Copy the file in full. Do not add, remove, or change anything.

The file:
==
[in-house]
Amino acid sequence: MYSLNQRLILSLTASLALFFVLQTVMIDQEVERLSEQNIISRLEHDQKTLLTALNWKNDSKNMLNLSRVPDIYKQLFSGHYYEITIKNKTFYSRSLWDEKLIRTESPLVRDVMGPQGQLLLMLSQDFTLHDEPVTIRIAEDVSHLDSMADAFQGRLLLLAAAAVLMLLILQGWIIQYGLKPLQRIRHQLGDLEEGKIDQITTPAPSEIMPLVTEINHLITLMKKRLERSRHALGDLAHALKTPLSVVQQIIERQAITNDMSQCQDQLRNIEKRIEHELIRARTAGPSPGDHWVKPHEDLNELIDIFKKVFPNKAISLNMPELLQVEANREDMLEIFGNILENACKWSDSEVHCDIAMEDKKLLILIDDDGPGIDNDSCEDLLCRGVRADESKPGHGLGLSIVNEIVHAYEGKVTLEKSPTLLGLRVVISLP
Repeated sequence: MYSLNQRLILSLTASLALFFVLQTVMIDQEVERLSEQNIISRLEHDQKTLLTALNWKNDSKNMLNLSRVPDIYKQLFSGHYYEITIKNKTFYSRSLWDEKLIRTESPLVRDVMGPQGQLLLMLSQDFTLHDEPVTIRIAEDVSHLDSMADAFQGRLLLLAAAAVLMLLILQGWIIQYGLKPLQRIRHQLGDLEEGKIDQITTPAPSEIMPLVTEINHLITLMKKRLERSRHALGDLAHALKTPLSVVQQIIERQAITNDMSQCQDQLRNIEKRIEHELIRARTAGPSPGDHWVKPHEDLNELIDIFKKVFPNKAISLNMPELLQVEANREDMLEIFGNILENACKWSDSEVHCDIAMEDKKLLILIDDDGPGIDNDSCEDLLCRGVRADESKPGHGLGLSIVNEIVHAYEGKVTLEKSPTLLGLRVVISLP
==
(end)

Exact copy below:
[in-house]
Amino acid sequence: MYSLNQRLILSLTASLALFFVLQTVMIDQEVERLSEQNIISRLEHDQKTLLTALNWKNDSKNMLNLSRVPDIYKQLFSGHYYEITIKNKTFYSRSLWDEKLIRTESPLVRDVMGPQGQLLLMLSQDFTLHDEPVTIRIAEDVSHLDSMADAFQGRLLLLAAAAVLMLLILQGWIIQYGLKPLQRIRHQLGDLEEGKIDQITTPAPSEIMPLVTEINHLITLMKKRLERSRHALGDLAHALKTPLSVVQQIIERQAITNDMSQCQDQLRNIEKRIEHELIRARTAGPSPGDHWVKPHEDLNELIDIFKKVFPNKAISLNMPELLQVEANREDMLEIFGNILENACKWSDSEVHCDIAMEDKKLLILIDDDGPGIDNDSCEDLLCRGVRADESKPGHGLGLSIVNEIVHAYEGKVTLEKSPTLLGLRVVISLP
Repeated sequence: MYSLNQRLILSLTASLALFFVLQTVMIDQEVERLSEQNIISRLEHDQKTLLTALNWKNDSKNMLNLSRVPDIYKQLFSGHYYEITIKNKTFYSRSLWDEKLIRTESPLVRDVMGPQGQLLLMLSQDFTLHDEPVTIRIAEDVSHLDSMADAFQGRLLLLAAAAVLMLLILQGWIIQYGLKPLQRIRHQLGDLEEGKIDQITTPAPSEIMPLVTEINHLITLMKKRLERSRHALGDLAHALKTPLSVVQQIIERQAITNDMSQCQDQLRNIEKRIEHELIRARTAGPSPGDHWVKPHEDLNELIDIFKKVFPNKAISLNMPELLQVEANREDMLEIFGNILENACKWSDSEVHCDIAMEDKKLLILIDDDGPGIDNDSCEDLLCRGVRADESKPGHGLGLSIVNEIVHAYEGKVTLEKSPTLLGLRVVISLP